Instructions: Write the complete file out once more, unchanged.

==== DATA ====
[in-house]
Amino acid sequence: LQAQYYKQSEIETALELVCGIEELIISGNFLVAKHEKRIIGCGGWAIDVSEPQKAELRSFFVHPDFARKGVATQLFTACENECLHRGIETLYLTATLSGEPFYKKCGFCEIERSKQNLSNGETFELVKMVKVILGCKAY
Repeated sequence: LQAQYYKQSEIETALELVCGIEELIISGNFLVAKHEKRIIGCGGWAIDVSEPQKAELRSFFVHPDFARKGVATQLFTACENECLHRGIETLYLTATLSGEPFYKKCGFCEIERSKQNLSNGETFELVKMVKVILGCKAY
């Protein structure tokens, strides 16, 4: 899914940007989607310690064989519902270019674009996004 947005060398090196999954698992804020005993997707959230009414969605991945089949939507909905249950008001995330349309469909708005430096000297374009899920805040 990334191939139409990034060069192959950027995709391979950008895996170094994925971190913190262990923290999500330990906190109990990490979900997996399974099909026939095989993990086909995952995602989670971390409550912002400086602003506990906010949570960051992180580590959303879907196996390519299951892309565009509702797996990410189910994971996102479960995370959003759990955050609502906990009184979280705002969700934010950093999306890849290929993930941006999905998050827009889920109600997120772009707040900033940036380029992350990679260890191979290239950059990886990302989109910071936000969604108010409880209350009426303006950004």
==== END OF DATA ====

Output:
[in-house]
Amino acid sequence: LQAQYYKQSEIETALELVCGIEELIISGNFLVAKHEKRIIGCGGWAIDVSEPQKAELRSFFVHPDFARKGVATQLFTACENECLHRGIETLYLTATLSGEPFYKKCGFCEIERSKQNLSNGETFELVKMVKVILGCKAY
Repeated sequence: LQAQYYKQSEIETALELVCGIEELIISGNFLVAKHEKRIIGCGGWAIDVSEPQKAELRSFFVHPDFARKGVATQLFTACENECLHRGIETLYLTATLSGEPFYKKCGFCEIERSKQNLSNGETFELVKMVKVILGCKAY
């Protein structure tokens, strides 16, 4: 899914940007989607310690064989519902270019674009996004 947005060398090196999954698992804020005993997707959230009414969605991945089949939507909905249950008001995330349309469909708005430096000297374009899920805040 990334191939139409990034060069192959950027995709391979950008895996170094994925971190913190262990923290999500330990906190109990990490979900997996399974099909026939095989993990086909995952995602989670971390409550912002400086602003506990906010949570960051992180580590959303879907196996390519299951892309565009509702797996990410189910994971996102479960995370959003759990955050609502906990009184979280705002969700934010950093999306890849290929993930941006999905998050827009889920109600997120772009707040900033940036380029992350990679260890191979290239950059990886990302989109910071936000969604108010409880209350009426303006950004």